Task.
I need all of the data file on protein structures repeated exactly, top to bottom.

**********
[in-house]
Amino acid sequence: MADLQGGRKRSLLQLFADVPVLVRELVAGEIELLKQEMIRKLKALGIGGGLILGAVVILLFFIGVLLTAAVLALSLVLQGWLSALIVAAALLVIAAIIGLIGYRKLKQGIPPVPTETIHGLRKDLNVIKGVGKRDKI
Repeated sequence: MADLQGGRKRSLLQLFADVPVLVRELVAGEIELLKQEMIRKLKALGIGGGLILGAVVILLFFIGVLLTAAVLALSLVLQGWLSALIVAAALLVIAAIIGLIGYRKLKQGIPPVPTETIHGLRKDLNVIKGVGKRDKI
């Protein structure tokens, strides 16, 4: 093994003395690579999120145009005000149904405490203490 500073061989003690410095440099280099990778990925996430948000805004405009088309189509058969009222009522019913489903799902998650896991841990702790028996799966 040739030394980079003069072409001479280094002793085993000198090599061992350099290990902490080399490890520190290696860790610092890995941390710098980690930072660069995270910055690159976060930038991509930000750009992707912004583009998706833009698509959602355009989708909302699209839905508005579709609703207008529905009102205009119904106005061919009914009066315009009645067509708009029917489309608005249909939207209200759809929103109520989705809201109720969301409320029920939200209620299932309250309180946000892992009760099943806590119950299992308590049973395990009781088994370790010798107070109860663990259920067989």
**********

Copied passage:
[in-house]
Amino acid sequence: MADLQGGRKRSLLQLFADVPVLVRELVAGEIELLKQEMIRKLKALGIGGGLILGAVVILLFFIGVLLTAAVLALSLVLQGWLSALIVAAALLVIAAIIGLIGYRKLKQGIPPVPTETIHGLRKDLNVIKGVGKRDKI
Repeated sequence: MADLQGGRKRSLLQLFADVPVLVRELVAGEIELLKQEMIRKLKALGIGGGLILGAVVILLFFIGVLLTAAVLALSLVLQGWLSALIVAAALLVIAAIIGLIGYRKLKQGIPPVPTETIHGLRKDLNVIKGVGKRDKI
């Protein structure tokens, strides 16, 4: 093994003395690579999120145009005000149904405490203490 500073061989003690410095440099280099990778990925996430948000805004405009088309189509058969009222009522019913489903799902998650896991841990702790028996799966 040739030394980079003069072409001479280094002793085993000198090599061992350099290990902490080399490890520190290696860790610092890995941390710098980690930072660069995270910055690159976060930038991509930000750009992707912004583009998706833009698509959602355009989708909302699209839905508005579709609703207008529905009102205009119904106005061919009914009066315009009645067509708009029917489309608005249909939207209200759809929103109520989705809201109720969301409320029920939200209620299932309250309180946000892992009760099943806590119950299992308590049973395990009781088994370790010798107070109860663990259920067989």